• For affordable specialized care, visit your nearest Federally Qualified Health Center or Rural Hospital to receive federally subsidized indigent care with a sliding scale for out-of-pocket payments.

While these recommendations may work for the otherwise healthy patient populations within Alabama Medicaid, our care team has encountered several obstacles for cancer patients that they do not account for. When a patient is diagnosed with cancer their oncologist essentially becomes their primary care provider. Providers that are not trained in oncology related illnesses are not equipped to diagnose and treat complications that could be an externality of cancer treatment. Thus, a common practice has developed where primary care providers automatically refer cancer patients with acute symptoms back to their oncologist in case the symptoms are related to their medications or their disease state. Family Health Services are therefore unable to treat our patients so, unfortunately, we are unable to refer them there for appropriate care coordination.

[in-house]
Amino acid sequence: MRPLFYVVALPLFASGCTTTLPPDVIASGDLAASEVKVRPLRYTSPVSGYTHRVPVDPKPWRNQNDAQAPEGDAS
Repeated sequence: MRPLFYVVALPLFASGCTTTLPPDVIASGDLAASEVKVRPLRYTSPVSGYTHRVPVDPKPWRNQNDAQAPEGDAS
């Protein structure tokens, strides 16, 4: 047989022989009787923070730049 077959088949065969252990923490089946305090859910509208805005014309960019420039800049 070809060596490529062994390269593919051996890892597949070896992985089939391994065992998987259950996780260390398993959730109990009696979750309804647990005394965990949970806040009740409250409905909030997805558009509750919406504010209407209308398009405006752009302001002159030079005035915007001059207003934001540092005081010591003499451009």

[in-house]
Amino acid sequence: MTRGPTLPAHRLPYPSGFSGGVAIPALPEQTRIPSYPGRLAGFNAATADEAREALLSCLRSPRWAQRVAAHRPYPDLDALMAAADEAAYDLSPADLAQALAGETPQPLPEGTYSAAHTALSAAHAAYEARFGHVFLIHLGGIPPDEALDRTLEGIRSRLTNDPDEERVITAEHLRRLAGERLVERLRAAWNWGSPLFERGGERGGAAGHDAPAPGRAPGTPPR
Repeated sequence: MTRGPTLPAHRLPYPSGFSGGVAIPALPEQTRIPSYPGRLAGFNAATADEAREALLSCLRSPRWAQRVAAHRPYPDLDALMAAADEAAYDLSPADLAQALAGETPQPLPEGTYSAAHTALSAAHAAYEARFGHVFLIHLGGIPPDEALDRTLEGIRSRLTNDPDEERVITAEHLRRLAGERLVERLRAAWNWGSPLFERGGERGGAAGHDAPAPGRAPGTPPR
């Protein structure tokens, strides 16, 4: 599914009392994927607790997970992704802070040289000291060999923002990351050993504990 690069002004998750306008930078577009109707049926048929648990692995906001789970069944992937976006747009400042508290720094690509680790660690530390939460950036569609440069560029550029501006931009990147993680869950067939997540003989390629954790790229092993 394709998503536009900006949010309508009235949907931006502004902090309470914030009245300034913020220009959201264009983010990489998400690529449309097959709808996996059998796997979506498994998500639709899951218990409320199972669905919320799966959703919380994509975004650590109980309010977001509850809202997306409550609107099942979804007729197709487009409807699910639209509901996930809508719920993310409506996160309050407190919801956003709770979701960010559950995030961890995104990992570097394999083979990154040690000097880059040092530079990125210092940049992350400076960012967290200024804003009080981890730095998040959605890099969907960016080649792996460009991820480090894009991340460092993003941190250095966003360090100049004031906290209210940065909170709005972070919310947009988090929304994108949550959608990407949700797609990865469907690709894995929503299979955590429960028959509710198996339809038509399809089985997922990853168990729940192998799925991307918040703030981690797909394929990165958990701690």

We are not aware of any Federally Qualified Health Centers or subsidized rural hospitals in our state that maintain an oncologist on staff or have the full resources to treat a cancer patient. We are unable to refer our patients to continue to receive affordable care through these sites of service as they are immediately referred back to us. This leaves us with only two options that could ensure our patients still receive care:

A. We work with the patient and our team of billing staff to find patient assistance programs, charitable donations, and available practice funds from our own reserves to cover the patient’s out of pocket costs.